Derbyshire gritting teams will be out on the roads trying to keep the county’s roads moving as temperatures are set to drop to the lowest in two years over the next few days.
Road surface temperatures are set to remain below freezing into next week, with the weekend being cold but dry and bright.
The current forecast for the road surface temperature for Monday night and Tuesday morning is -10 degrees Celsius.
Councillor Dean Collins, Derbyshire County Council’s Cabinet Member for Highways, Transport and Infrastructure said: “We’ve got plenty of grit in stock and we’ll be closely monitoring the weather over the weekend.
“We look at the weather forecast and we’ve got road temperature sensors which help us to make decisions about when we go out to grit.
“We grit around 1,555 miles of roads – around half the roads we look after which is more than most councils.
“However we don’t grit all roads in the county so we’re urging people to take care when they are out and about, particularly at night when the temperatures fall. Grit is also less effective when road surface temperatures fall below -5 degrees Celsius.
“In some places water running off the surrounding fields onto roads can also cause problems, so again we are urging people to take care on the roads.”
And as the level three cold weather alert has issued by the Met Office for the East Midlands today, the NHS is also warning residents to stay safe.
Health chiefs at NHS North Derbyshire Clinical Commissioning Group (CCG) are urging people to stock up on food and medicine essentials, keep warm indoors, take care when walking on icy or wet surfaces and to look out for others who are potentially more vulnerable to the effects of cold weather.
This is because the expected ‘severe cold weather’ could increase health risks to vulnerable patients and disrupt the delivery of services.
Dr Ben Milton, chair of NHS North Derbyshire CCG and GP at Darley Dale Medical Centre, said: “The impact severe cold weather can have on our health is often underestimated, but by taking a few simple measures the effects can be minimised. If you are particularly vulnerable to the effects of severe weather, ensuring you are stocked with food and medications in advance can make all the difference as it means that you can keep safe indoors until the bad weather has passed. If you aren’t able to stock up yourself then see if you can have deliveries or ask a friend or family member to help.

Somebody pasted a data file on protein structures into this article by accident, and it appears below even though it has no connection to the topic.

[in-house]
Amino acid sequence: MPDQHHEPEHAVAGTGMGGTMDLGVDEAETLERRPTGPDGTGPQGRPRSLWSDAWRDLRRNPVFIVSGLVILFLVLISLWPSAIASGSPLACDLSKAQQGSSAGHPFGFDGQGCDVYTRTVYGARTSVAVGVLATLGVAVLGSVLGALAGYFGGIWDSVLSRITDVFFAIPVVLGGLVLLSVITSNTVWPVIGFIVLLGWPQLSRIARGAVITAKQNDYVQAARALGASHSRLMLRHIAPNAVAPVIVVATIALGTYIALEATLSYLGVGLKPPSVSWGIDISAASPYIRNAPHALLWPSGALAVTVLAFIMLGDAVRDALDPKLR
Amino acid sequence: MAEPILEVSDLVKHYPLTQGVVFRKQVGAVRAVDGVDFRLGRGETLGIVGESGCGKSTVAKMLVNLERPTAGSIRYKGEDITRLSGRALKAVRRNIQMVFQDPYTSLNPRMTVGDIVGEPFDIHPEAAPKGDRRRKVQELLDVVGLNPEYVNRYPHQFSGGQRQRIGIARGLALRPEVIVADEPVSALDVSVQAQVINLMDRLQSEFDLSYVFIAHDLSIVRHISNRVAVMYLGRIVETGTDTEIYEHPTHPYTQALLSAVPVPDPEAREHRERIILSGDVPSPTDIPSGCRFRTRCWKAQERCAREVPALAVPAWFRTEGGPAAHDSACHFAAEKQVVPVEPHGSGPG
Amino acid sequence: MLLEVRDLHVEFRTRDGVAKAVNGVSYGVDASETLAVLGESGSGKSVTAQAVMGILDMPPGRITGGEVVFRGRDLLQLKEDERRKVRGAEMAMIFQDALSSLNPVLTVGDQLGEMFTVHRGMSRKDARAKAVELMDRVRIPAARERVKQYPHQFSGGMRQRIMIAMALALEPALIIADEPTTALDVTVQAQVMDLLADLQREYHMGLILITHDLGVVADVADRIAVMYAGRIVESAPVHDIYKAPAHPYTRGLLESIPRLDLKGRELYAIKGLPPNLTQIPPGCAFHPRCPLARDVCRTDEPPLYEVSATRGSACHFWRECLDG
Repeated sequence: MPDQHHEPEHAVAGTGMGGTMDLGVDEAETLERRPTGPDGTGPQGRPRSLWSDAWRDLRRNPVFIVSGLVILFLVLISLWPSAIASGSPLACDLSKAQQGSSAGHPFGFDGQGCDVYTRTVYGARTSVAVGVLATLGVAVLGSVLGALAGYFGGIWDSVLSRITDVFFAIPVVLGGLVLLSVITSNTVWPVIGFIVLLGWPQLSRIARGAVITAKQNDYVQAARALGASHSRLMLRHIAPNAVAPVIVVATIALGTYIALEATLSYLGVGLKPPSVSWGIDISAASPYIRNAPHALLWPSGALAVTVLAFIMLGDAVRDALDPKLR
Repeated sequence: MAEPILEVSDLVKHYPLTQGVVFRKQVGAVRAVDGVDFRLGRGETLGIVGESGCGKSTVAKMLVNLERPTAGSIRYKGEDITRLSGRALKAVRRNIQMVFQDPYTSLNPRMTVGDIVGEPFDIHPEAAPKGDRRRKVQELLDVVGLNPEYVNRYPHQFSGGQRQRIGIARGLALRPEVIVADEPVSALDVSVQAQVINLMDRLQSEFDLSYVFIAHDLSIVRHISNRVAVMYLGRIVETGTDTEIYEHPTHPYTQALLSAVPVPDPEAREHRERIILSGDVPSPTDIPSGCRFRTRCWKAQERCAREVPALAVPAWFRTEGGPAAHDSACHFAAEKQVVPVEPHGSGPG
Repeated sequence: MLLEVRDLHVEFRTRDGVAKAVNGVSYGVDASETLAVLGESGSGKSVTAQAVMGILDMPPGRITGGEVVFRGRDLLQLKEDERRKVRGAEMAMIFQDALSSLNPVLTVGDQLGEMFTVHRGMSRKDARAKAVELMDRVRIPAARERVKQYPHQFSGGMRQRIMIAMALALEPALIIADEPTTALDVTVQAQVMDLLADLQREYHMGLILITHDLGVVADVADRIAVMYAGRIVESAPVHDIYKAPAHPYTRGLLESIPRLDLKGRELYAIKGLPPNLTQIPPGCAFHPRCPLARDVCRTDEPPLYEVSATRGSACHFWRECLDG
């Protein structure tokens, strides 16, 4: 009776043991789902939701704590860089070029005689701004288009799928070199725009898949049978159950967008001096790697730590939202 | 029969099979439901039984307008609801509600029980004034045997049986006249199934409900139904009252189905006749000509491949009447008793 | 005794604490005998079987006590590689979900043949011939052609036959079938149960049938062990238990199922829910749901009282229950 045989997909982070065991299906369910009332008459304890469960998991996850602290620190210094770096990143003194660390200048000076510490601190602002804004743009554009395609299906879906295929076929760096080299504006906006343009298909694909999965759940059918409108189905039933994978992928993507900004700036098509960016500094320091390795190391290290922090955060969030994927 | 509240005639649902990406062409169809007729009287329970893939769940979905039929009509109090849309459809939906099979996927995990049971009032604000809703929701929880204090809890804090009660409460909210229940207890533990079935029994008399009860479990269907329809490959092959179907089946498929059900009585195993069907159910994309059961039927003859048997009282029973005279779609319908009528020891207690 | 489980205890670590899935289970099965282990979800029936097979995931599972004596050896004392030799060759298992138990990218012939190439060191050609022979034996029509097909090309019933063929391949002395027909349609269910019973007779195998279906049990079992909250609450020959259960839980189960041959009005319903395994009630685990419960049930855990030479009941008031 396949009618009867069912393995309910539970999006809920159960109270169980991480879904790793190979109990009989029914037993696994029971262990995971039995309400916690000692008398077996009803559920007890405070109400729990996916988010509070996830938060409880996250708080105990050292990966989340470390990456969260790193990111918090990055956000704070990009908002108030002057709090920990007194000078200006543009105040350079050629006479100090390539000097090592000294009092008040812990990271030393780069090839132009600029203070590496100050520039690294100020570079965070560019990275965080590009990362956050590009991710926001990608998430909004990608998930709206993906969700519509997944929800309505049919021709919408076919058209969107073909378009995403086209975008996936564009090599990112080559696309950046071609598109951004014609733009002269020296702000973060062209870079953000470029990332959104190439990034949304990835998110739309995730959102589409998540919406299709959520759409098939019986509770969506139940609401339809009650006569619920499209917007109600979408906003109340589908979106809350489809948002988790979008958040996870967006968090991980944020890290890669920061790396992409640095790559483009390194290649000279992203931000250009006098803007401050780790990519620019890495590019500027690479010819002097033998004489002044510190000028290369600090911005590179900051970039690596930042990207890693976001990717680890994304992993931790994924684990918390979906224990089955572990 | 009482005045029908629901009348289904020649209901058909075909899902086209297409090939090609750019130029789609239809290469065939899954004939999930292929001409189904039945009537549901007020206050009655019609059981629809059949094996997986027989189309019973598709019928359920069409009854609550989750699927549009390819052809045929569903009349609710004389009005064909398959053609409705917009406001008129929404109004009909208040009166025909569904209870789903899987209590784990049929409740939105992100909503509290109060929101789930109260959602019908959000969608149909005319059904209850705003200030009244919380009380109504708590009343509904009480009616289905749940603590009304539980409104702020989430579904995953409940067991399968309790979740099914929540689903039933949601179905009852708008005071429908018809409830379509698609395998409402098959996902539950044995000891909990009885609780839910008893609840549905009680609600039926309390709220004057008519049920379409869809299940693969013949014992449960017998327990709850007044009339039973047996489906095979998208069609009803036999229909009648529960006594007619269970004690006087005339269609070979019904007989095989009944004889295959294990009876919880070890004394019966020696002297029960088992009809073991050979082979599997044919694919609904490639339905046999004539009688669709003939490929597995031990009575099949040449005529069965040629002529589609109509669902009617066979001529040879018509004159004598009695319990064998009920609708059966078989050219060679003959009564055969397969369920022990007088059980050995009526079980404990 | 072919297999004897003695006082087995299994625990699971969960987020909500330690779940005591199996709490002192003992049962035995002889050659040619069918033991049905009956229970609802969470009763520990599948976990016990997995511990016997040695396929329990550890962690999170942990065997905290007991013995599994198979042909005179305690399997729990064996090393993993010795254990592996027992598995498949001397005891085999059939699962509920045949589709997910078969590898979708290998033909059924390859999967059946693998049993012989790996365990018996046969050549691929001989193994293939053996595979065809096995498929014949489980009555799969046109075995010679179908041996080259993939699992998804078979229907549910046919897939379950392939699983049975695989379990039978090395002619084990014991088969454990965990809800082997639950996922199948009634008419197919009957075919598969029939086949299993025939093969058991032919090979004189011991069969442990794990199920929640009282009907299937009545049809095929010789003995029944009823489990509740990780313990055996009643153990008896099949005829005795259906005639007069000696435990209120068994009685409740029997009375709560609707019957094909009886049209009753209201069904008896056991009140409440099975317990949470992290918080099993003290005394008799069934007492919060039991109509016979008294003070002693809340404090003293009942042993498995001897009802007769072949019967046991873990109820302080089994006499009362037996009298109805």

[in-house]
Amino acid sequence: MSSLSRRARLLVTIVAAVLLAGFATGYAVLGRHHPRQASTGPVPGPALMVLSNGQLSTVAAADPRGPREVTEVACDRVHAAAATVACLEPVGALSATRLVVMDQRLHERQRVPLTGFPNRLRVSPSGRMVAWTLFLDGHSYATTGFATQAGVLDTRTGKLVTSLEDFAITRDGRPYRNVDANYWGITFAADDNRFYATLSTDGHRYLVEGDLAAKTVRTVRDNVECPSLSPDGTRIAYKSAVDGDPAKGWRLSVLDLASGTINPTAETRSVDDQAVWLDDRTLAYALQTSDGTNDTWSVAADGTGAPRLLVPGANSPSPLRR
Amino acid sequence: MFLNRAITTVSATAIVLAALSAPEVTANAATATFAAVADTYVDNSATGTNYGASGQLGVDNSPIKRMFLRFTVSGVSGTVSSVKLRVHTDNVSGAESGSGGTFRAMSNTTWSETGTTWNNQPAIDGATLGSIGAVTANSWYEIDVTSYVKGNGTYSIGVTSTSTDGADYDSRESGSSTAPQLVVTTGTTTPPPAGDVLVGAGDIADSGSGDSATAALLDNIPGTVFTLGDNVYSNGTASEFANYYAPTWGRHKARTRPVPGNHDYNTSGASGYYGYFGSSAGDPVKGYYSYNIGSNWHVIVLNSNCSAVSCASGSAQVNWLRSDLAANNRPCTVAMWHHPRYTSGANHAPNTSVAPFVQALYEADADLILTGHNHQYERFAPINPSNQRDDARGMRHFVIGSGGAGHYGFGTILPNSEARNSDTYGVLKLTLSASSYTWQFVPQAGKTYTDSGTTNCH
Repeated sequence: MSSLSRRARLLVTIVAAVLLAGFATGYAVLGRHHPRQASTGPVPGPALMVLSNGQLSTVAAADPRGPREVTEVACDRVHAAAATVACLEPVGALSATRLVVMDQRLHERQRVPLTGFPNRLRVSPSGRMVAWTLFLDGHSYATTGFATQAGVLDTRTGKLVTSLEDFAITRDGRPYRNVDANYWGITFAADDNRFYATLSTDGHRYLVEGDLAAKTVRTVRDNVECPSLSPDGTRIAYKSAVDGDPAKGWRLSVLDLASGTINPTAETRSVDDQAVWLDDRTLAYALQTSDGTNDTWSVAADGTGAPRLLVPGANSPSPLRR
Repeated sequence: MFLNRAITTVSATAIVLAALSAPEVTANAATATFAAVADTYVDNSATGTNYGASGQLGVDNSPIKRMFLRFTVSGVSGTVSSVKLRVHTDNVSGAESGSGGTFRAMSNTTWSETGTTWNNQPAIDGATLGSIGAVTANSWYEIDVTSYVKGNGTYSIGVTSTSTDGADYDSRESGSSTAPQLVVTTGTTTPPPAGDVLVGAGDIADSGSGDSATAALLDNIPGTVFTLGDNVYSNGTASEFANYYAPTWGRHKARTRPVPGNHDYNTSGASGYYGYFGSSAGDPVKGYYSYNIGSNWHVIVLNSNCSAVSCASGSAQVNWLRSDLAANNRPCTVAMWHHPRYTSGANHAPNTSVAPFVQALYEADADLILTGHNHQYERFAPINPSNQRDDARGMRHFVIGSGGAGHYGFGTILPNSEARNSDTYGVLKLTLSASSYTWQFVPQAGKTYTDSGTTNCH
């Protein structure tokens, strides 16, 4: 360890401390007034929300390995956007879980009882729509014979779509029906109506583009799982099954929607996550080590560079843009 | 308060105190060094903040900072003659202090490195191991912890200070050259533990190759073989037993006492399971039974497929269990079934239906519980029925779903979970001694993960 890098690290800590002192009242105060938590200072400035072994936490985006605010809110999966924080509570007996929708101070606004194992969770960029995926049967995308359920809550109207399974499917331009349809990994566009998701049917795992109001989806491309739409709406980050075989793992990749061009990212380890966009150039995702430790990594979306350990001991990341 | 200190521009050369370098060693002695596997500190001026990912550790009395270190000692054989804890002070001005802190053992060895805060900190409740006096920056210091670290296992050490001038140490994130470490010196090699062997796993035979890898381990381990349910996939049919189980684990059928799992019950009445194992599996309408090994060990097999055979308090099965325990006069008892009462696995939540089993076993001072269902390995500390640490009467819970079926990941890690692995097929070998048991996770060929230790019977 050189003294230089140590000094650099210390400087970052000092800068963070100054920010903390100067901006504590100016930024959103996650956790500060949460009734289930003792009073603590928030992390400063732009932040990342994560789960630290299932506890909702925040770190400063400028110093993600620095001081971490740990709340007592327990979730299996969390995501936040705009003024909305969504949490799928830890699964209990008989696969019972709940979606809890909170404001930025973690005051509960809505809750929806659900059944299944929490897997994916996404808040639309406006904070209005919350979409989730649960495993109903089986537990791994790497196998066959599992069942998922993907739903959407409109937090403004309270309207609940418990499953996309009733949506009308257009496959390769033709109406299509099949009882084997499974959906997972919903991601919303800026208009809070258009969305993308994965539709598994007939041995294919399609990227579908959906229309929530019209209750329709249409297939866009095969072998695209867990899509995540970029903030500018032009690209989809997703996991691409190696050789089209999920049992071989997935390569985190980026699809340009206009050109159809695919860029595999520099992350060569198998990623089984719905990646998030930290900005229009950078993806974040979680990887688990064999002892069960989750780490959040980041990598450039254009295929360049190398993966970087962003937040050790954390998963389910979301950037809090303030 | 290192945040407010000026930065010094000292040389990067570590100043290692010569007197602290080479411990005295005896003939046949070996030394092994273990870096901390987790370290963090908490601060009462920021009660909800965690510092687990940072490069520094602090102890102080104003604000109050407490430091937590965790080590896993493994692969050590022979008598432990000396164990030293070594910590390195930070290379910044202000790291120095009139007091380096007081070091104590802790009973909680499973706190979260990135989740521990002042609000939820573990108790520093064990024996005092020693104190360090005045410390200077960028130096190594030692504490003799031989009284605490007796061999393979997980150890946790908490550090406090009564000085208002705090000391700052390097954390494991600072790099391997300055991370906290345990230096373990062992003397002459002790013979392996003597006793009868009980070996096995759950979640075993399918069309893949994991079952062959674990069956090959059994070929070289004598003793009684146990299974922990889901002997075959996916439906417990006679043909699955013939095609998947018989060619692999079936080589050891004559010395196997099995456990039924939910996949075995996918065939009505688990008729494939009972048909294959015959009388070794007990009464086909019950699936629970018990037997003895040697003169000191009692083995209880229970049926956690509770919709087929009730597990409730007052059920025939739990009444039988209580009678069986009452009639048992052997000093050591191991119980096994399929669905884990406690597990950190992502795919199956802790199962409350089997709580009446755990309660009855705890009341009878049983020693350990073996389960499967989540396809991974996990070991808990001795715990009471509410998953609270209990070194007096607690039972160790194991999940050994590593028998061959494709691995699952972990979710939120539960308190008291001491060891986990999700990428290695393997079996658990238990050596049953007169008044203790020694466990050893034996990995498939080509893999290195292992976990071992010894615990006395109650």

“When indoors, have plenty of hot food and drinks to stay warm and try to maintain indoor temperatures to at least 18C, particularly if you are not mobile, have long term illness or are 65 or over. If mobility isn’t an issue keep active as best you can. If you need to go out wear lots of thin layers and wear shoes with a good, slip-resistant grip to prevent any accidental falls. This is also a good time to think about how the bad weather may affect your friends and family, particularly if they are older or very young or have pre-existing health conditions. These groups can be particularly vulnerable to the ill-effects of cold so think now what you could do to help.”
For more advice on winter wellbeing see www.nhs.uk/staywell.